The next morning they are again with John the Baptist and Christ passes. John points them to Him and they immediately follow Jesus. Jesus hears them behind and asks the question most frequently posed by Christ: "What do you want?" They simple ask where he is staying. As a visitor they know He is likely at an inn where they could serve Him. They spend one night with Jesus and their lives are forever changed. The next morning Andrew knows he has to go find his brother and bring him to Jesus.
A couple observations that have been bouncing around in my heart that relate directly to the role of the church. The first one is the question of Jesus. Although He know exactly what they wanted and needed, He began with that simple question. Do I do this in my interaction with those around me? Do I ask them simply what they want? Often this lead to a miracle in the life of the person. What might it look like if our churches simply ask those around us what they wanted and then delivered. We so often begin with our agenda rather than their agenda. What if we became disciplined in begnning with their agenda? It certainly would make the Good News become good news!!
The second thought that has been running around is the important role of Andrew and John as believers. While their brothers were not yet believers, they were actively pursuing their relationship with Christ. We too need first to be Christ followers. Their passion for Christ openned the door for others. Am I still deeply in love with Christ as I was at the beginning? Has faith become routine or do I still enjoy being in the presence of the God of surprises? Do I have something in my life that I just need to share with others? I was talking yesterday with a person at our church here in France that was facing a difficult divorse as I left. It was a very painful time. Today, he and his new wife have a very effective and impacting minsitry to singles coming through divorse. He said this to me "God is very much at work, but each time a new person comes I relive my pain." This discussion really make me think to what degree I allow my past expereinces of God's presence and deliverence to impact the lives of others.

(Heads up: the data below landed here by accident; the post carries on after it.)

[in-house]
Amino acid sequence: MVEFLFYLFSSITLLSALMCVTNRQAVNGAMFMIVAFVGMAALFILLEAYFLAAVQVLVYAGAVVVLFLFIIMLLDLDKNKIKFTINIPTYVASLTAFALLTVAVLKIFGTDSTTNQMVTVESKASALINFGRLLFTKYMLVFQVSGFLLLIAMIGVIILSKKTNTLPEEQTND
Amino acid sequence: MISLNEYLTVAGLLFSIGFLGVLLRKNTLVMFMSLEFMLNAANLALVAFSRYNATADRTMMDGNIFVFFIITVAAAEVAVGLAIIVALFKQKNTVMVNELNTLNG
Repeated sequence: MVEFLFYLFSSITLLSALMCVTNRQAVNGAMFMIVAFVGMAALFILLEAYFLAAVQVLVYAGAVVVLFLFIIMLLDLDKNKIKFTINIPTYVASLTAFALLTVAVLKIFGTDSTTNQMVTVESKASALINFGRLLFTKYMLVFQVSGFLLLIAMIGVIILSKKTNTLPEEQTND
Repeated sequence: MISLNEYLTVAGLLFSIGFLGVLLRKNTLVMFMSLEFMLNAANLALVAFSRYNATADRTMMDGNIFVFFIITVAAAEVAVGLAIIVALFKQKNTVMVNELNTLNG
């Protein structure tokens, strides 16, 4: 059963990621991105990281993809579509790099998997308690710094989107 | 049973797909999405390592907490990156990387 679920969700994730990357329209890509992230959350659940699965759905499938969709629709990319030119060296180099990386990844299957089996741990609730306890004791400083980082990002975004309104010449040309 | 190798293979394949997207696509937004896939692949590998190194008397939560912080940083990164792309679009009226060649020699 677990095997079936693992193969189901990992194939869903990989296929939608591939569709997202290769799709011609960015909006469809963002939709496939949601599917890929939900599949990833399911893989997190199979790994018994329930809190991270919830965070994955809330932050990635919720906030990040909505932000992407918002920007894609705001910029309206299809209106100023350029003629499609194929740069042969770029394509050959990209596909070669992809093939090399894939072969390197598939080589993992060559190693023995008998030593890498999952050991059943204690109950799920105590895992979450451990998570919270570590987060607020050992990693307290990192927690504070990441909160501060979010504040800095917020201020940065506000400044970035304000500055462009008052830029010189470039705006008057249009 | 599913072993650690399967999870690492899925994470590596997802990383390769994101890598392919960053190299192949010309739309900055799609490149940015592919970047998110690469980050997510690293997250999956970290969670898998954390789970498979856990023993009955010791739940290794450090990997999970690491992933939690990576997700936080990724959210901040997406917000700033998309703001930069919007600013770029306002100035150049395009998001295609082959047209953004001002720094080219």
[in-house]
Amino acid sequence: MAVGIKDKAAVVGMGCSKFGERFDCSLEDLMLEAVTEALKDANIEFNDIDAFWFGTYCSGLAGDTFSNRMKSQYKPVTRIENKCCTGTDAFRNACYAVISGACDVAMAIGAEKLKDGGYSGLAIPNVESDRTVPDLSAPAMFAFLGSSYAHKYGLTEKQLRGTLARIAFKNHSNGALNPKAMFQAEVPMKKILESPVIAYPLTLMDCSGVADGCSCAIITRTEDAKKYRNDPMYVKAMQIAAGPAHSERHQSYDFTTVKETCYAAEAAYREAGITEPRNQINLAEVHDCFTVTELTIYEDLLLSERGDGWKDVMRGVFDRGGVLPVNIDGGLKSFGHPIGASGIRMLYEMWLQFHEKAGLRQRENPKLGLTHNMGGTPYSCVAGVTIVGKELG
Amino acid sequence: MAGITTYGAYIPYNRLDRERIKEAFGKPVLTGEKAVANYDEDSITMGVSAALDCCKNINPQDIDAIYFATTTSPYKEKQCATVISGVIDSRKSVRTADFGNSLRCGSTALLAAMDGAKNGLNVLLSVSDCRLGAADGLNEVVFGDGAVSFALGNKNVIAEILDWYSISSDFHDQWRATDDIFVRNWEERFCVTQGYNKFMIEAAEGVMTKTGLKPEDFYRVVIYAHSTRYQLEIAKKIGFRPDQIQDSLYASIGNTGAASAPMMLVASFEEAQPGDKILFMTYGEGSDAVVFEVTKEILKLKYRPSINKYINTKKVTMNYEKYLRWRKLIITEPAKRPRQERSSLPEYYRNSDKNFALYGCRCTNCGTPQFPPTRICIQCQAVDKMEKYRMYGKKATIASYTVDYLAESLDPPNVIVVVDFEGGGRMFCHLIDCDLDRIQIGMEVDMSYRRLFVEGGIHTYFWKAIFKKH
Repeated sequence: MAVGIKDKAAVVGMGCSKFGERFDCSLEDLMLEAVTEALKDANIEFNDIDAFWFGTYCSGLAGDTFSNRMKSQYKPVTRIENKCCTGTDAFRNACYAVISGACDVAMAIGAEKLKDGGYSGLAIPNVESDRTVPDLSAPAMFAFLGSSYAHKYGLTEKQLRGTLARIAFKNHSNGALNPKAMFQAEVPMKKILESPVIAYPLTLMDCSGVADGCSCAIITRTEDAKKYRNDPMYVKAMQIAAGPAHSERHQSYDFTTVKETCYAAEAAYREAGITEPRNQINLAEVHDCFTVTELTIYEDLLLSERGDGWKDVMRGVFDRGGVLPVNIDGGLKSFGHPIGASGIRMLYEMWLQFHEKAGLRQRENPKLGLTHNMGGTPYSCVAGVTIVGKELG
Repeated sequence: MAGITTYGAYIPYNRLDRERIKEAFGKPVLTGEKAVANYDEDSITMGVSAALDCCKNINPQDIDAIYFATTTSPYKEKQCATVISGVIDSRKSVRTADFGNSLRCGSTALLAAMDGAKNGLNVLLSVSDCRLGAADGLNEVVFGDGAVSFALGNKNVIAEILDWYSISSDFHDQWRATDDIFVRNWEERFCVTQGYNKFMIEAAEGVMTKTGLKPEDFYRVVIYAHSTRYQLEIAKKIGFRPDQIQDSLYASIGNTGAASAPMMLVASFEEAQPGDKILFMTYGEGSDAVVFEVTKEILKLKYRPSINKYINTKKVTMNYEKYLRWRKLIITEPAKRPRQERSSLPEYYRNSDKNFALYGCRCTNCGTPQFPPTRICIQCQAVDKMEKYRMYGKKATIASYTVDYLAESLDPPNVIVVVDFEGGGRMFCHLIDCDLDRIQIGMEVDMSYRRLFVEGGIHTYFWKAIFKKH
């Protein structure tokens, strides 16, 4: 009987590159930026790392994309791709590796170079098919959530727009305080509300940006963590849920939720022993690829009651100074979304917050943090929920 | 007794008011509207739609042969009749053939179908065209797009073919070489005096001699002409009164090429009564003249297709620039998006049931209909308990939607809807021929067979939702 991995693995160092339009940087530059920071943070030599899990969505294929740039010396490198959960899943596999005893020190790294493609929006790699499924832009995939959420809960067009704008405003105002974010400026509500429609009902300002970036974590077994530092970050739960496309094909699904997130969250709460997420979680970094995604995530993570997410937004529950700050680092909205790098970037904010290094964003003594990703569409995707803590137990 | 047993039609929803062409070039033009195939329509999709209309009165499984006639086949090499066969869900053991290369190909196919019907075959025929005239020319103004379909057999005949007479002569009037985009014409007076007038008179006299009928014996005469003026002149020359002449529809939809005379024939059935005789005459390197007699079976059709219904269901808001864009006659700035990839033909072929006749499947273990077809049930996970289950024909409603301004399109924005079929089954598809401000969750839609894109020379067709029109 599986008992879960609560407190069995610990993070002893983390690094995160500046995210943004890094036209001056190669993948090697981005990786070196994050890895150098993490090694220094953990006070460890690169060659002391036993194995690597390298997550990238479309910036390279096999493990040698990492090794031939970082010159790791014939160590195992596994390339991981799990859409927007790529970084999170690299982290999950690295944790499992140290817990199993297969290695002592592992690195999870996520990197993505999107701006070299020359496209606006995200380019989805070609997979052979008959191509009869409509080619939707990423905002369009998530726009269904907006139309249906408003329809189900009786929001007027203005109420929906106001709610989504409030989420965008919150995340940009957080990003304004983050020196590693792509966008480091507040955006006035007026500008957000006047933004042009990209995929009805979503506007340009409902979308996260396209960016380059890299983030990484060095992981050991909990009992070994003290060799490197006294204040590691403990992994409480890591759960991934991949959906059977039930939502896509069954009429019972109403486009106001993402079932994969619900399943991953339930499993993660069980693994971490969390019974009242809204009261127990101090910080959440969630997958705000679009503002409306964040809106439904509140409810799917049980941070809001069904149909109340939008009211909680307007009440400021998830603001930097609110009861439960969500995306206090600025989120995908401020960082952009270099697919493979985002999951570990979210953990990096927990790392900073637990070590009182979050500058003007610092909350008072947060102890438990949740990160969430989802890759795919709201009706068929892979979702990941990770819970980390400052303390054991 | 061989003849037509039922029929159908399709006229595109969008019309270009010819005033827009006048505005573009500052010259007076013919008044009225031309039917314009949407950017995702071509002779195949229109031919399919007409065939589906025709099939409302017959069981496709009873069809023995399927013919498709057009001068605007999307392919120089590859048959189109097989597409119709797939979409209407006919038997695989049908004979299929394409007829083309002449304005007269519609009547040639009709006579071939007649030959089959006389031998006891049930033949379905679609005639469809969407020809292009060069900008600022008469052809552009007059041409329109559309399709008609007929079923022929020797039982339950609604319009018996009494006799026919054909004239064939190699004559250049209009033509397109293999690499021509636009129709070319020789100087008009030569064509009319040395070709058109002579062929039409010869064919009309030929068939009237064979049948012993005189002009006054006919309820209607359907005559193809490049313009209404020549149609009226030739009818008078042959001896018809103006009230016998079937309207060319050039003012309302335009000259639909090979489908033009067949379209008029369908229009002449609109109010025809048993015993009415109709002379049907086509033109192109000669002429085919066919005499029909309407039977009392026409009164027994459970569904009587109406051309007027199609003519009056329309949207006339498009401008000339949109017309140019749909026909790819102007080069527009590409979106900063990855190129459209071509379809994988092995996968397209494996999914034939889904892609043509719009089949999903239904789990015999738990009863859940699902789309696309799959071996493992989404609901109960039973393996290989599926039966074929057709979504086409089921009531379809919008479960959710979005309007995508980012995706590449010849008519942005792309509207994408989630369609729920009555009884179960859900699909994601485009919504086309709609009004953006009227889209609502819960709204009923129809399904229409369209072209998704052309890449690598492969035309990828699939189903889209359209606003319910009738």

So how do you respond? What could this kind of church life look like? How can we once again become as passionate as Andrew and John?